Careers in Pharmacology: Pharmacy Technician vs. Pharmacist

Pharmacology is the branch of medicine concerned with how drugs work, their uses, and their effects. If you’re interested in a career in pharmacology, you might be wondering which is the better option - becoming a pharmacy technician or a pharmacist?

Pharmacy Technician

A pharmacy technician’s duty is to assist pharmacists in dispensing medication to health care professionals and the public. If you’re looking for an entry level job with quick entry into the workforce, pharmacy technician might be the right choice for you. Although you can take post-secondary courses in pharmacy technology, you can also find on the job training for this career right after high school.

Duties and Responsibilities

A pharmacy technician does their work under the supervision of a pharmacist. While pharmacy techs play a vital role in nearly all aspects of pharmacy operations, there are a couple of key things that they cannot do.

Specifically, pharmacy technicians are not qualified to counsel patients and they cannot do the final check of prescriptions; these tasks must be completed by the supervising pharmacist.

Aside from those things, pharmacy technicians do just about everything else there is to do in a pharmacy. Some specific duties and responsibilities of a pharmacy tech include:

  • Taking care of inventory
  • Receiving and verifying prescriptions
  • Completing patient paperwork
  • Helping process insurance claims
  • Preparing medications
  • Filling and pricing prescriptions
  • Getting final approval from the pharmacist.

Keep in mind that the setting you choose to work in will affect the tasks that you are expected to complete as a pharmacy technician. For example, a pharmacy tech working in a hospital may be expected to do things like compound IV solutions, something that isn’t common in a general merchandise stores or drug store pharmacies.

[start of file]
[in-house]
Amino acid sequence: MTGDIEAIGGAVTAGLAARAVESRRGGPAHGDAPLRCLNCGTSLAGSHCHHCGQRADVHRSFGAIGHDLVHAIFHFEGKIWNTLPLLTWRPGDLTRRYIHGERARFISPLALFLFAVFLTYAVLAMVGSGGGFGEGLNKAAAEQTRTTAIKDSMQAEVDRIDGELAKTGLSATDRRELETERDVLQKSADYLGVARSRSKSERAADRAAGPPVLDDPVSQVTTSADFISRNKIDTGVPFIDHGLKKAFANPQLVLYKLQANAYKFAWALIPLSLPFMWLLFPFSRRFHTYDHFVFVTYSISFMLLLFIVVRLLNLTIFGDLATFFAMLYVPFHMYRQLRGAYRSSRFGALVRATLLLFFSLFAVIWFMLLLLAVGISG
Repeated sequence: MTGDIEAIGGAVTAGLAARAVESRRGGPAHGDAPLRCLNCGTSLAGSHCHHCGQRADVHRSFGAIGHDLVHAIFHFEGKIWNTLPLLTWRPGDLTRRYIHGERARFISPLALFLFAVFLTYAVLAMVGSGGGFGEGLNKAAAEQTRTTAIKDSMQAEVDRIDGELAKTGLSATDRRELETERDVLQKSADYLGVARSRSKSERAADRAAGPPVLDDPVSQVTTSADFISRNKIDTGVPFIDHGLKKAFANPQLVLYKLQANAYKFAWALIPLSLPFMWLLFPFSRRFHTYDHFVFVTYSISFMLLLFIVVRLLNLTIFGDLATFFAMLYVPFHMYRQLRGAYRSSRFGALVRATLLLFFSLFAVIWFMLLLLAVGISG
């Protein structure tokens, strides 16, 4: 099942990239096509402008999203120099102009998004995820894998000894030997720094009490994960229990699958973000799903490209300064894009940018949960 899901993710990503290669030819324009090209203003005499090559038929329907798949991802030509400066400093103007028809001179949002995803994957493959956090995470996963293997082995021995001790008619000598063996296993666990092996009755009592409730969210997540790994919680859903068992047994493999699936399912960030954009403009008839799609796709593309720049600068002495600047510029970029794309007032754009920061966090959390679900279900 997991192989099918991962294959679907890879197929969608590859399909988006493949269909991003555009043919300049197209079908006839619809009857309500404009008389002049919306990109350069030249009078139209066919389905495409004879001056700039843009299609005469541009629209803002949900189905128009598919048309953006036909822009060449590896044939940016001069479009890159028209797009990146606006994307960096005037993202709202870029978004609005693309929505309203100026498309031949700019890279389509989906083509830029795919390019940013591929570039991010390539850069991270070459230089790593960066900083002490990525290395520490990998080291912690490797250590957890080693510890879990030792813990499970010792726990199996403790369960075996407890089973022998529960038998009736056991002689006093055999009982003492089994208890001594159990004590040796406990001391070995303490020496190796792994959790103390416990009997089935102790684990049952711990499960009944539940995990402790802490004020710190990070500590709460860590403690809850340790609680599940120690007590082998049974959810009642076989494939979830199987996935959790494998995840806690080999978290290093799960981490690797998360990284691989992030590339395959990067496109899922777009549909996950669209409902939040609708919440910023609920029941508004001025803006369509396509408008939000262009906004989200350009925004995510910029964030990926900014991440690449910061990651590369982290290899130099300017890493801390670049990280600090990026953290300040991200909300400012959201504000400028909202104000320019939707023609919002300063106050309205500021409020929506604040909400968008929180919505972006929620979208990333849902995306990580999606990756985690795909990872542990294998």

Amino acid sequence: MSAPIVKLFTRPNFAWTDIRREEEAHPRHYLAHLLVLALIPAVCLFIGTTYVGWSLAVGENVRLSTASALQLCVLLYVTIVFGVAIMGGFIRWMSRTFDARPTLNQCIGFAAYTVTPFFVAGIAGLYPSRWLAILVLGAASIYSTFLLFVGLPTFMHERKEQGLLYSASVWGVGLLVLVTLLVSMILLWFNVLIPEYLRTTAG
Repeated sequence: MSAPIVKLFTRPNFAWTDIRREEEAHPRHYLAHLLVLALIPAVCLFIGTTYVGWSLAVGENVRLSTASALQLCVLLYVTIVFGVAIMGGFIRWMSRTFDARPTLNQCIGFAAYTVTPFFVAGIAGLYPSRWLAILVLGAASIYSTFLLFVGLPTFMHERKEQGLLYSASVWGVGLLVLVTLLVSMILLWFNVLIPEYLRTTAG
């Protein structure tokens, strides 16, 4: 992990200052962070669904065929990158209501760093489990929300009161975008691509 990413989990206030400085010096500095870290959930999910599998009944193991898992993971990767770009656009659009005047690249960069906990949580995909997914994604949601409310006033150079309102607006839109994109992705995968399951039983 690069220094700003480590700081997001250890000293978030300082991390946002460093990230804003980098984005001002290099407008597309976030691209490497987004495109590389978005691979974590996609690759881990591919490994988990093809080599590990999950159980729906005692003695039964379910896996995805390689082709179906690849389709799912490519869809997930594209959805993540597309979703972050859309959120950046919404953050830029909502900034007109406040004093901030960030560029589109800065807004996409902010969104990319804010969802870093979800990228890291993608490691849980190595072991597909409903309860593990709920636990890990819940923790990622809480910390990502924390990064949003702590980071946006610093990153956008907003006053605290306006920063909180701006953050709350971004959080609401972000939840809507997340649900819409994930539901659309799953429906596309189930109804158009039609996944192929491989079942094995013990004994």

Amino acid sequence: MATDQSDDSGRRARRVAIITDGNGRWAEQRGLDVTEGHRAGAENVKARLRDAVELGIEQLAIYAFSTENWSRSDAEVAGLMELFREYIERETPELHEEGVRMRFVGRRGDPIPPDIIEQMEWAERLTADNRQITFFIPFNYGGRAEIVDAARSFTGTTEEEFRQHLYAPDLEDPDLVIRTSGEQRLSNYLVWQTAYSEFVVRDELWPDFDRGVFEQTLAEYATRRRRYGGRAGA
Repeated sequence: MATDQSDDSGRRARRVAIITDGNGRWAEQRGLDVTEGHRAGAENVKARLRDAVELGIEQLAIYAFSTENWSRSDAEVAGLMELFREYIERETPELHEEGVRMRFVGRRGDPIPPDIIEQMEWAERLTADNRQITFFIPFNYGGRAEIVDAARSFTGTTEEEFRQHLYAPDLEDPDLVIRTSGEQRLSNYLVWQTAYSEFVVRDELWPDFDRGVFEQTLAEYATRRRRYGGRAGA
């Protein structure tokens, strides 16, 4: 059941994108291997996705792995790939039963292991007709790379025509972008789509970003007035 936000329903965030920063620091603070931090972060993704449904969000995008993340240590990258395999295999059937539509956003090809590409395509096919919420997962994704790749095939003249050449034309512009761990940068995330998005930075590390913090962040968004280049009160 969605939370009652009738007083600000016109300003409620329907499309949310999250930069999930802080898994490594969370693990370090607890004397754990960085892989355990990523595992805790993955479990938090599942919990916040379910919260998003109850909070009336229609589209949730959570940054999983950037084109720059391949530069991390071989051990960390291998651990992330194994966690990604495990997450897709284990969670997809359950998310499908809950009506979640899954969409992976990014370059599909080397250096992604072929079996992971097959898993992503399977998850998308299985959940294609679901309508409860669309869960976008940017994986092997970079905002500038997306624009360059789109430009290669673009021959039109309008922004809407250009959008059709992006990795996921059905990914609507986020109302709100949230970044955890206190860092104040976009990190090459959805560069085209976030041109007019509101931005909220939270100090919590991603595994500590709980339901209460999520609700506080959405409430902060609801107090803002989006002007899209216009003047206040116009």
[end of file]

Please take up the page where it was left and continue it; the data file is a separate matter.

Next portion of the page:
Pay & Job Outlook

The Bureau of Labor Statistics (BLS) OES data from May 2019 states that the mean annual wage for pharmacy technicians in the United States is $35,250. Now when you do the math that's about $16.95 per hour. There are approximately 417,780 pharmacy techs employed in the US, either full or part-time, in various settings such as hospitals, pharmacies, and general merchandise stores. 

Because the demand for prescription medication is on the rise, the job outlook for pharmacy techs is currently very positive. This occupation is expected to grow 12% from 2016-2026 (which is faster than average). The three states with the highest employment levels for pharmacy technicians are California, Texas, and Florida. The three highest paid states are Washington, California, and Oregon.

Education & Certification

Although some employers will hire an uncertified pharmacy technician right out of high school and train them on the job, many prospective pharmacy techs choose to take some level of post-secondary education and become certified before entering the field. You can choose to take a certificate program that can be completed in a year or less or earn an associate degree in about two years, for example.

If you continue your education you’ll want to find an accredited program that offers hands-on, clinical experience. These programs offer courses and training in several important areas, including pharmacy law and ethics, medical terminology, pharmacy calculations, anatomy, and physiology. 

Important skills for pharmacy techs are great attention to detail, communication, and organizational skills.

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Pharmacy Techs: The Takeaway

Work schedule: Customer service, data entry, filling prescriptions,
Inventory and assisting Pharmacists. 

Average Salary: $35,250 

Job Growth: Expected to increase by 12% between 2016-2026

Education: High School Diploma/Some Level Post-Secondary Education

Pharmacist